Another chapter in Bob Sullivan’s excellent book Gotcha Capitalism explores how Wall Street quietly devours your retirement plan through an array of hidden fees. Bob quotes a Wall Street money manager as saying, “If we had to disclose fees, half the people in this room wouldn’t have jobs.”
Fees are often disguised and given funny names, like “administration fee,” and “marketing fee” (apparently you have to foot the cost of selling the fund to other investors?). Fees are lumped together into the vague euphemism of “expense ratios.” In the chapter, Bob describes how these fees can hit workers investing in their 401(k) plans the hardest as the funds sometimes have trumped up expense ratios because that they include “revenue sharing payments.” This is another euphemism, and it stands for the kickbacks that the funds pay some 401(k) administrator for pushing you towards these funds (ever wonder why there’s often such a limited set of funds to choose from? Sometimes the administration company only wants to steer you towards those funds they’re getting paid off from). How bad can these expense ratios get?
A 2006 study by Congress found that increasing fees by 1 percentage point results in you having 17% less money money when you retire.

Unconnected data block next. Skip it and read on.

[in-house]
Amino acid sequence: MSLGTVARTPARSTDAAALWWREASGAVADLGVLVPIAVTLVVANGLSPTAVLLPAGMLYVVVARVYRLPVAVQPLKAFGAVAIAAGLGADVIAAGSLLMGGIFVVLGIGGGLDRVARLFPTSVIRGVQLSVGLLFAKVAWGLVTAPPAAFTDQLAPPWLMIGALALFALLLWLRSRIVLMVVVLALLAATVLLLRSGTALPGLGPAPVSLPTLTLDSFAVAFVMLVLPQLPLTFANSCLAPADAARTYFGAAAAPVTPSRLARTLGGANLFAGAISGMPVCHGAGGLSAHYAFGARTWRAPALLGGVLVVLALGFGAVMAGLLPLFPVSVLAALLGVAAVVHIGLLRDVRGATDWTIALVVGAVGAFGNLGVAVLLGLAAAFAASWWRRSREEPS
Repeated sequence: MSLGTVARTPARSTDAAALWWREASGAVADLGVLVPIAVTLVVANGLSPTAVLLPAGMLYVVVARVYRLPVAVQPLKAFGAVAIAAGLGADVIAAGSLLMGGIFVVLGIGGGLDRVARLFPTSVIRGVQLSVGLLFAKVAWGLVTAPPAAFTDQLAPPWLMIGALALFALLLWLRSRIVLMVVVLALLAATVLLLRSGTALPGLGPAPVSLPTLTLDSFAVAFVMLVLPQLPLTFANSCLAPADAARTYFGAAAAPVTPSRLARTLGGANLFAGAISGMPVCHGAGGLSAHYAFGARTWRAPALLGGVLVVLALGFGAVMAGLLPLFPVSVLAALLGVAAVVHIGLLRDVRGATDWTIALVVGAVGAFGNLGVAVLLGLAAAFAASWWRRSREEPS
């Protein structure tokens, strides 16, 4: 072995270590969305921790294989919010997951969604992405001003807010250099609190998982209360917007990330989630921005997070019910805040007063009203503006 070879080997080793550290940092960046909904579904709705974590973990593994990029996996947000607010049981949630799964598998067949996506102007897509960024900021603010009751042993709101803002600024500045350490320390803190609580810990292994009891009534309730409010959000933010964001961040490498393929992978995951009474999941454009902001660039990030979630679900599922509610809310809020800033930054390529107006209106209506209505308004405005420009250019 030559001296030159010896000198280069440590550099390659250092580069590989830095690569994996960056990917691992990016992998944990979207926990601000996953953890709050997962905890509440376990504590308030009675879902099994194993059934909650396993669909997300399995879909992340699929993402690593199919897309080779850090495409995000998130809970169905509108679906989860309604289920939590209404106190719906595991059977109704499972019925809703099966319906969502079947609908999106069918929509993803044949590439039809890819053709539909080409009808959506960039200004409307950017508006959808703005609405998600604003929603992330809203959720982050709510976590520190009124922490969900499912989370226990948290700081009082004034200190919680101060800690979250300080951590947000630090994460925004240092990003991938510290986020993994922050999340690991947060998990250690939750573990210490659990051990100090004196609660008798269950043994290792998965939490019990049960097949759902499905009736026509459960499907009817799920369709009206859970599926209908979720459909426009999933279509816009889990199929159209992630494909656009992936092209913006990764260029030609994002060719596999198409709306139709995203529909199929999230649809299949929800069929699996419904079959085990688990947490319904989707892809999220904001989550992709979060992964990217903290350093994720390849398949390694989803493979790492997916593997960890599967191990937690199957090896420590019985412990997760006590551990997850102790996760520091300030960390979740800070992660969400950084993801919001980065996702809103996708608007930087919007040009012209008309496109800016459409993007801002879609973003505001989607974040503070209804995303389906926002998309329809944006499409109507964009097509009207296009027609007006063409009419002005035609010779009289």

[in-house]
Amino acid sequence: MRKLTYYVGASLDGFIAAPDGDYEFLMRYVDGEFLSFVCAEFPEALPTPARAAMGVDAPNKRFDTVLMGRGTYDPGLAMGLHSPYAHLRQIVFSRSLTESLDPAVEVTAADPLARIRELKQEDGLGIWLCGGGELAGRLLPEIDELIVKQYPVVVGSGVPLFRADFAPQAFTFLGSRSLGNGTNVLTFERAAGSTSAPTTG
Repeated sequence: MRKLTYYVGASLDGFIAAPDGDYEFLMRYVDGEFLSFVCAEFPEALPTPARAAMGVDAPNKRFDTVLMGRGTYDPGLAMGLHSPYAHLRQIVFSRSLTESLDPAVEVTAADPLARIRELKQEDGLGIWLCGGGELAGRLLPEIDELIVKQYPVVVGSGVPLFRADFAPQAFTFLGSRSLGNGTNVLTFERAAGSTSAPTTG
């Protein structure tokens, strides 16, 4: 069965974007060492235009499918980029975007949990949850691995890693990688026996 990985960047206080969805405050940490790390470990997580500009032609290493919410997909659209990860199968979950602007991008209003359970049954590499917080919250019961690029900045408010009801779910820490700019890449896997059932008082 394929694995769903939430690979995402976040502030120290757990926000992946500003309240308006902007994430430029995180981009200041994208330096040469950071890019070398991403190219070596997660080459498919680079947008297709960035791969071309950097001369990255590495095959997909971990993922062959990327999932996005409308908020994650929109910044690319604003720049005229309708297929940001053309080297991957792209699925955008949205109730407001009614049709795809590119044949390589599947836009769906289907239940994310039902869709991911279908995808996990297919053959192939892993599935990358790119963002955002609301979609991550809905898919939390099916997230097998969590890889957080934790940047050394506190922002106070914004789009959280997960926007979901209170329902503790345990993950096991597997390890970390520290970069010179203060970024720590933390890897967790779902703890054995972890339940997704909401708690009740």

In their example, put $20,000 in a 401(k) for 20 years and you end up with $58,000 if the fees are 1.5%. But if they were .5%, you would have $70,500. That’s a lot of money. Increase the time to 35 years and what would be $220,000 drops to $163,000.
If you invest $1,000 at age 20 with an 8% return and 2.5% expense ratio, and just leave it there like that until you’re 85, you will come out with $35,250, while your fund manager rakes in a cool $126,432.
How is this possible? Well we all know how great compounding interest is, right? This is the same thing in reverse, the costs are compounding. Quietly. Rapaciously.
Before putting your money in a mutual fund, especially one in your company’s 401(k) program, do your research. Punch the funds into Google Finance first and, under “key statistics,” and compare the expense ratios. Oftentimes an index fund is the best choice. These funds are managed by computers and track broad market segments. Their expense ratios are low, like .18%. Vanguard is a good place to look at for index funds.
What happens if you find your company’s 401(k)s have high expense ratios? Bob recommends staying away from funds with over 1% expense ratios and says,”Ask about the last time your plan was “put out to bid.” If it’s been a while, encourage your human-resource department to ask for bids again. The industry is getting more competitive, and a new third-party plan administrator might offer cheaper funds.”